National Law and Spanish willsInheritance Fri, 26 Oct 2012
It’s easy to forget or not even realise that a country’s habits, laws and customs might not be the same as your own. You can quite easily expect things to work the same as they do in your own country. An example of this is the Spanish will and Spanish inheritance. Residents and non-residents in Spain can assume that the same laws apply in both countries. However, Spanish inheritance law is very different from inheritance law in many other countries with tighter controls about who you can leave your inheritance to. The fact that a British person bequeathing property in Spain can revert to British national law when making their will in Spain can be a great advantage.
Spanish national inheritance law requires that property is left shared out between children as well as the remaining spouse. You cannot just leave your home to your partner or spouse in the same way as you would expect to in Britain. In Britain, once you make your will, according to British national law it is up to you who you bequethe your property to. If you should die without making a will then your property goes to your next of kin. This does not happen in Spain. Fortunately as a British national living or owning property in Spain you can choose to apply your own national law when it comes to Spanish inheritance and making your Spanish will.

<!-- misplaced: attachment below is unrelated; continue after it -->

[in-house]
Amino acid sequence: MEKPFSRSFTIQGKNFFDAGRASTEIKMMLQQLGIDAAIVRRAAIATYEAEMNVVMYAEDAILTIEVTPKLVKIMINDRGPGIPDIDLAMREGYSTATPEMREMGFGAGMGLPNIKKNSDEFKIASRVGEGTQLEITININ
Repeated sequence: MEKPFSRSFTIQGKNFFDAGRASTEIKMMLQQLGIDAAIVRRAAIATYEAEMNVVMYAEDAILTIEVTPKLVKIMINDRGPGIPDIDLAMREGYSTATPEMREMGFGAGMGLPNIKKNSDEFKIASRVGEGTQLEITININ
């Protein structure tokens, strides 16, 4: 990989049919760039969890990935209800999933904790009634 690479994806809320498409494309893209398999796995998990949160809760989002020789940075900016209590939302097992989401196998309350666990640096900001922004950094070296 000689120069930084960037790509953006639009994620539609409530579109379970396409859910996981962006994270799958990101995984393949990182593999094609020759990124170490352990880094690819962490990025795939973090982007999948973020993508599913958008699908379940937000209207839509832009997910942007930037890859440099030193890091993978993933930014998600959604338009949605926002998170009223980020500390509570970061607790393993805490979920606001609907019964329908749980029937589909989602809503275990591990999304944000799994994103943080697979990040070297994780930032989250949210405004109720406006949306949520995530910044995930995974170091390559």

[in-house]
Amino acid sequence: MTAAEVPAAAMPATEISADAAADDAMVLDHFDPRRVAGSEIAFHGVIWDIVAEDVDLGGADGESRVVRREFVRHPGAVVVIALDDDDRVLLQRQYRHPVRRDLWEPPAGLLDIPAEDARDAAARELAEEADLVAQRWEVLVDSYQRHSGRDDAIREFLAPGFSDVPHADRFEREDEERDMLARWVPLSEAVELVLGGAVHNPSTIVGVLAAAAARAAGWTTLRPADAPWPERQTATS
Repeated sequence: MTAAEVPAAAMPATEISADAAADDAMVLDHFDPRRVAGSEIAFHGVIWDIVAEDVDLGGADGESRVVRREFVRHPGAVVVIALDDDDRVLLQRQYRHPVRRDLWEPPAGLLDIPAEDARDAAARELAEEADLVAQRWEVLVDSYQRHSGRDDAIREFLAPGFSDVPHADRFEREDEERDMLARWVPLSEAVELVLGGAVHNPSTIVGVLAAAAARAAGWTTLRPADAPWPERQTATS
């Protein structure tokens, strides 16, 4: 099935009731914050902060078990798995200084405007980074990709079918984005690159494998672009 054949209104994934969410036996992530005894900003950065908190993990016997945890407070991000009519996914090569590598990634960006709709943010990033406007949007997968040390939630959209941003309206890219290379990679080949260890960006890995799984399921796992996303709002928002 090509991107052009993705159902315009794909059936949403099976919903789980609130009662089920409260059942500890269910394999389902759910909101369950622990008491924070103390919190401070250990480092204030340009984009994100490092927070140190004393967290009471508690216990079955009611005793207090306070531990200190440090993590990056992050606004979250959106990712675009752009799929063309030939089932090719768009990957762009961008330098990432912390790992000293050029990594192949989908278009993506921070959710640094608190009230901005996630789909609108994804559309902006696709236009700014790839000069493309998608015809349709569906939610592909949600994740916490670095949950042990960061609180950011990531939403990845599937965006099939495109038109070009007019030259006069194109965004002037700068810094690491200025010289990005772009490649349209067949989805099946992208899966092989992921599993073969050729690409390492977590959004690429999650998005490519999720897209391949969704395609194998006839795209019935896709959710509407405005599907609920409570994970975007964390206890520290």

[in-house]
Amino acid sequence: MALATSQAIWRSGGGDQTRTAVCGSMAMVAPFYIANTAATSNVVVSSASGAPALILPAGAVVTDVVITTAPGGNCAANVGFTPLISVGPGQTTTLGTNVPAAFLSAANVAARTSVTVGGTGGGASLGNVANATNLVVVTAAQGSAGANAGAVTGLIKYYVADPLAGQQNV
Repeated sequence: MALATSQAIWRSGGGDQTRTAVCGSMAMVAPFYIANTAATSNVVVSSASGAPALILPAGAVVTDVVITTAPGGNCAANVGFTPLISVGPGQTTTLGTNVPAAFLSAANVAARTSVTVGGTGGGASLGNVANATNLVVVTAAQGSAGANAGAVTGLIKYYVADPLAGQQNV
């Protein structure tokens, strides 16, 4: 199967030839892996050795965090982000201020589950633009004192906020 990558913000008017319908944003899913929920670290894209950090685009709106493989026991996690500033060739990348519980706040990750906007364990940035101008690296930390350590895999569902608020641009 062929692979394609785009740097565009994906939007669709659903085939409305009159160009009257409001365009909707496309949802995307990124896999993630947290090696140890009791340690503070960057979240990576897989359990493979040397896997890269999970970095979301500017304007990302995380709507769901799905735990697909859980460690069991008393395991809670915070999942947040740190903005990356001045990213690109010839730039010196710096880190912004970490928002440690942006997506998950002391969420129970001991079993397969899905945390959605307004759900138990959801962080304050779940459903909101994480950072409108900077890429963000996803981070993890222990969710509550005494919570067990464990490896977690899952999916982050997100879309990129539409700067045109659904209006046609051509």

It’s not a task that anyone looks forward to doing, but it does make sense to make a Spanish will. That way, the process is much simpler and quicker for your inheritors and you will feel confident that you understand what the implications of your decision will be on them. Spanish inheritance tax is still thriving in Spain. Making a will can help ensure that you have taken the right measures to keep it as low as possible for those you care about.